How the built quality of urban areas can impact our mental well-being: A case study of adolescents

Blog post by Adrian Buttazzoni

4 Jan 2023, 11:25 a.m.
Adrian Buttazzoni

Over half (56% or 4.4 billion people) of the world’s population currently live in urban areas—a number projected to grow in the coming decades.[1] As more people move into cities, their quality of life and well-being is likely to be significantly affected by the composition (i.e., collection of spaces, buildings, infrastructure features etc. in an area) and quality (i.e., state, maintenance, accessibility etc. of such spaces, buildings) of the local environments in which they live, work, and play. To this end, much behavioural and social science research has suggested that urban environments are an important factor that shape human health through affecting the daily behavioural opportunities and exposures (e.g., physical activity, social interaction opportunities, local air quality) that people experience. As current population migration trends indicate increased importance regarding the role of urban environments as a determinant of human health, it is important to understand the precise nature of these relationships.


Urban planning paradigms like pedestrian- and transit-oriented design (PTOD), which focus on developing spaces that are accessible and safe for pedestrians, have frequently been endorsed to improve the health of urban dwelling populations. Specific PTOD concepts that have commonly been promoted in this context include imageability (i.e., distinctiveness of an area), enclosure (i.e., room-like quality of an area), human scale (i.e., pedestrian-friendliness of an area), transparency (i.e., extent to which an area is viewable from a pedestrian perspective), and complexity (i.e., diversity of architectural styles, building colours in an area). The implementation of these PTOD concepts in real-world settings reflects a move toward universal design, or areas that are more accessible and usable for all populations. Such universal designs are especially important for younger populations like adolescents who are still developing cognitively, and are thus particularly vulnerable to environmental exposures.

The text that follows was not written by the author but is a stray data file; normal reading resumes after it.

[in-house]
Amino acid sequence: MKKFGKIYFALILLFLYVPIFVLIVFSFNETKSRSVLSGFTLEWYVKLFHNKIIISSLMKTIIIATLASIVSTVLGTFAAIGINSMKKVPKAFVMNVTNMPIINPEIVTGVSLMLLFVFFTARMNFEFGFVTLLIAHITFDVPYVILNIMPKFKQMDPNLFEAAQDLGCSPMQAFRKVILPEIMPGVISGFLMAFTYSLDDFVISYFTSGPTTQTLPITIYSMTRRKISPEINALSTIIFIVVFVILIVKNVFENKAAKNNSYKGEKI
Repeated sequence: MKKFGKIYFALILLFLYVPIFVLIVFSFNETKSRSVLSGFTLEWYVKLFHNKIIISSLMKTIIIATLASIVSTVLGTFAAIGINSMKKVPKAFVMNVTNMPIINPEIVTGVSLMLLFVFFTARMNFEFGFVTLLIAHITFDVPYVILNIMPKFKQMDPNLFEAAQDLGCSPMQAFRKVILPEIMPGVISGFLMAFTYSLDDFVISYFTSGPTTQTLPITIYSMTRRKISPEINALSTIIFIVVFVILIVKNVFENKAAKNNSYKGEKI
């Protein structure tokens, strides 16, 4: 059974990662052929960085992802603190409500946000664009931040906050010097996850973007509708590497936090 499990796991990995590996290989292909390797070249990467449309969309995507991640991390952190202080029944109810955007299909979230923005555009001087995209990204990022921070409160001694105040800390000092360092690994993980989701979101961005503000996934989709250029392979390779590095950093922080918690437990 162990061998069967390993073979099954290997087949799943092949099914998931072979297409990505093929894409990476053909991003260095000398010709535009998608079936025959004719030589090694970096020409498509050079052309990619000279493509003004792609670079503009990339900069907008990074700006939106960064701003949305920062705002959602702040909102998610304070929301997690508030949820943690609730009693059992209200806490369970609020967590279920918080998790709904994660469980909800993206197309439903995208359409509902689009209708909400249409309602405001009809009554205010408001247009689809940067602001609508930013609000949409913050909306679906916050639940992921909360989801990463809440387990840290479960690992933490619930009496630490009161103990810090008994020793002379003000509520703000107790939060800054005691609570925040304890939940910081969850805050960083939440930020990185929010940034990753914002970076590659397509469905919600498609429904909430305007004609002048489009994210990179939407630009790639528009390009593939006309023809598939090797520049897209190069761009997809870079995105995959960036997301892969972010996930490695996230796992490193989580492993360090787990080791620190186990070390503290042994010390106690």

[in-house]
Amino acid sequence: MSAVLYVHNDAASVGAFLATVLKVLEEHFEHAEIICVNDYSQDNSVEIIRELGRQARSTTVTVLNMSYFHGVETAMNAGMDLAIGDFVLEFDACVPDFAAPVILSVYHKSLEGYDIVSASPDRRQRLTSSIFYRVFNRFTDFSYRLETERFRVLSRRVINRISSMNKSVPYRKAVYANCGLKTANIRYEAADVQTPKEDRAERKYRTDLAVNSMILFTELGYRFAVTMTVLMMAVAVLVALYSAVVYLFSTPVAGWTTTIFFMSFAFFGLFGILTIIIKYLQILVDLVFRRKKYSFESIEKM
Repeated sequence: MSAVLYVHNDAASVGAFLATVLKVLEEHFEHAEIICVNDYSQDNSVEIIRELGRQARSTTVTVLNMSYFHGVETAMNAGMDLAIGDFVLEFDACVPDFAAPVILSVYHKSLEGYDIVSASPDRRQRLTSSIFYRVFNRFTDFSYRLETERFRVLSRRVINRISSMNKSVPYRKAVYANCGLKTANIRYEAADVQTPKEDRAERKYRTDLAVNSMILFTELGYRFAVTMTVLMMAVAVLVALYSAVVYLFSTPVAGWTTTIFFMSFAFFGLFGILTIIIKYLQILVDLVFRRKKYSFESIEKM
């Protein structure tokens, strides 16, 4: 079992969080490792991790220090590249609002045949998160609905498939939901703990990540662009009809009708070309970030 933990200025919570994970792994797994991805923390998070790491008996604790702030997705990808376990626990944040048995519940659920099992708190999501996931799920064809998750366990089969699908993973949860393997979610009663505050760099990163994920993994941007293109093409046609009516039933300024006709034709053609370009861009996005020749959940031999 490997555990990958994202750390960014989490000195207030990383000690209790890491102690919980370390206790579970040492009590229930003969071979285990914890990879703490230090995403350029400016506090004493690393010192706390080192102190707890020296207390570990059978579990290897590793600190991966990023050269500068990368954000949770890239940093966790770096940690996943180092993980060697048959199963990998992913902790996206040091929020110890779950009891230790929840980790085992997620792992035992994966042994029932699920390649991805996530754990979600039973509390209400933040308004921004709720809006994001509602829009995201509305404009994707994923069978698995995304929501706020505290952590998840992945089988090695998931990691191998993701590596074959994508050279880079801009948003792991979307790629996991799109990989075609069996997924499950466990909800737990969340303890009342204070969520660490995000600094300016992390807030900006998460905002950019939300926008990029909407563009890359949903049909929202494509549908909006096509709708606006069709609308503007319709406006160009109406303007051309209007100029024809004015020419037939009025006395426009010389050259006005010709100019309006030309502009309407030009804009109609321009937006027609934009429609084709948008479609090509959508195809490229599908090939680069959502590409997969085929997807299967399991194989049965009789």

Using a tool designed to score the PTOD quality of public spaces, we evaluated six distinct settings (urban park trail, urban lake area, suburban mall, suburban residential street, urban market, urban pedestrian plaza) which varied in their PTOD quality across the five aforementioned concepts. We shot 360o videos of each setting with sound and included them in an online survey which had adolescents consider each setting and how it affected their present emotional state. The results of our study indicated that, among adolescents, public settings which scored higher in their PTOD quality were generally linked to increases in positive emotional responses, along with simultaneous decreases in negative emotional responses. More specifically, the results of our video-based survey suggest that high-quality pedestrian infrastructure (e.g., areas with architectural diversity, landmarks, narrower streets, local shops, sidewalk barriers) can have noteworthy impacts on the emotional well-being of adolescents. As our work only represents the beginning of such study focused on exploring the links between specific design concepts and their objective quality and human health outcomes, however, much more collaborative research across disciplines such as planning, neuroscience, public health, and architecture is needed to piece together how different environmental exposures which people experience on a daily basis in our urban areas impact their physical, emotional, and mental health and well-being.


Read the accompanying article on Urban Studies OnlineFirst here.

[1] The World Bank. (2022) Urban Development. Accessed October 31, 2022 from,people%20will%20live%20in%20cities.



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